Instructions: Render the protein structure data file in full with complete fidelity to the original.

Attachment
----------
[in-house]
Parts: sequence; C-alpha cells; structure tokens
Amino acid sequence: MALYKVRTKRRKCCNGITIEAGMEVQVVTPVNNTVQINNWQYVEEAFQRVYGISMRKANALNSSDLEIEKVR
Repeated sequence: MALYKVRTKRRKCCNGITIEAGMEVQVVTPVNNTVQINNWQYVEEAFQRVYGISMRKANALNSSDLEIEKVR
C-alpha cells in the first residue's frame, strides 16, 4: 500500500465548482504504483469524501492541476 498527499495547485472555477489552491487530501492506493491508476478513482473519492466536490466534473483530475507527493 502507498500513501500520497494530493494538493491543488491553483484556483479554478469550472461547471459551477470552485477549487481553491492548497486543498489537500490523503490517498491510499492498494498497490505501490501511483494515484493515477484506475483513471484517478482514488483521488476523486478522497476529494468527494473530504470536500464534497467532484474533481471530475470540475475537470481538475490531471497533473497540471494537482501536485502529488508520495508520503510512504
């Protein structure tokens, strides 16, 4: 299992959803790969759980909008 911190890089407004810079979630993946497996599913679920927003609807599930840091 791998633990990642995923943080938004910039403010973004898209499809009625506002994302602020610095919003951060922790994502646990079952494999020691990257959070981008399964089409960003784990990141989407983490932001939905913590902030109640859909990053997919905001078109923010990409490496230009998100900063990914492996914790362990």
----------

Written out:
[in-house]
Parts: sequence; C-alpha cells; structure tokens
Amino acid sequence: MALYKVRTKRRKCCNGITIEAGMEVQVVTPVNNTVQINNWQYVEEAFQRVYGISMRKANALNSSDLEIEKVR
Repeated sequence: MALYKVRTKRRKCCNGITIEAGMEVQVVTPVNNTVQINNWQYVEEAFQRVYGISMRKANALNSSDLEIEKVR
C-alpha cells in the first residue's frame, strides 16, 4: 500500500465548482504504483469524501492541476 498527499495547485472555477489552491487530501492506493491508476478513482473519492466536490466534473483530475507527493 502507498500513501500520497494530493494538493491543488491553483484556483479554478469550472461547471459551477470552485477549487481553491492548497486543498489537500490523503490517498491510499492498494498497490505501490501511483494515484493515477484506475483513471484517478482514488483521488476523486478522497476529494468527494473530504470536500464534497467532484474533481471530475470540475475537470481538475490531471497533473497540471494537482501536485502529488508520495508520503510512504
């Protein structure tokens, strides 16, 4: 299992959803790969759980909008 911190890089407004810079979630993946497996599913679920927003609807599930840091 791998633990990642995923943080938004910039403010973004898209499809009625506002994302602020610095919003951060922790994502646990079952494999020691990257959070981008399964089409960003784990990141989407983490932001939905913590902030109640859909990053997919905001078109923010990409490496230009998100900063990914492996914790362990």